Last Updated: Oct 06, 2016     Views: 39

I attached pages from the following books that address bubbles in fused glass:

   Culler, Rene. Glass from the Kiln. Atglen, PA: Schiffer, 2010.

   Walker, Brad. Contemporary Warm Glass.... Clemmons, NC: Four Corners Intern'l, 2002    rev.ed.

   Watkins-Baker. Kiln Forming Glass. Ramsbury, Marlborough: Crowood Press, 2010.

They contain basic information about avoiding bubbles and devitrification, plus a few ideas on using temperature and other means to create bubbles.

I also attached a list of websites and articles that address creating bubbles, many using the techniques you have tried, but I hope they include more detailed information to help you refine the techniques.

Sites, like these, that describe various techniques for eliminating bubbles -- perhaps you could experiment with adding (instead of eliminating) bubbles using these ideas:


Part 1: ;

Part 2:

There are additional websites listed in the attachment.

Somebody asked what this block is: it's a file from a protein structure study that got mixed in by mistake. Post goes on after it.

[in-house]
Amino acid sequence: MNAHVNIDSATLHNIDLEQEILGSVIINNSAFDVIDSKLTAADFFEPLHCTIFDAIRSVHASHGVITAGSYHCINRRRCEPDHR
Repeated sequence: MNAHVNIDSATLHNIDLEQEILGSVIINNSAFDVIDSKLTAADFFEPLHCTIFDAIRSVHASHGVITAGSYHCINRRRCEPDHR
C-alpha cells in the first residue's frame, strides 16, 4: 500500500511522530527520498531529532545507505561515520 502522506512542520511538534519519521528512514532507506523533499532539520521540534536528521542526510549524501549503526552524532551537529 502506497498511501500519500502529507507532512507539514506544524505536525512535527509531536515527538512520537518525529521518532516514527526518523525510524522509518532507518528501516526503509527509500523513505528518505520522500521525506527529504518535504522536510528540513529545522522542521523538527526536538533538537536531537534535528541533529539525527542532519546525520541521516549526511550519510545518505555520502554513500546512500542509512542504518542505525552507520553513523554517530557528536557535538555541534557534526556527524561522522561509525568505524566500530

Using powder or frit of various grain sizes can cause bubbles to form between the grains. (pate de verre, from powders, can appear opaque due to fine bubbles). Walker and other sources address the use of powders and frit.

Glassblowers also add bubbles to their glass, for example:

Pulegoso: (this technique was used extensively by Napoleone Martinuzzi and Seguso Vetri d'Arte Murano-Venezia, Italy in glassblowing)

and Frederick Carder's Steuben glass -- I attached a scan from Gardner, Paul. The glass of Frederick Carder. NY: Crown Publishers, 1971 that describes his bubbly techniques.

Let  me know if you would like more information about these types of glasses.

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Please let me know if I can help you again. Good luck with your experiments.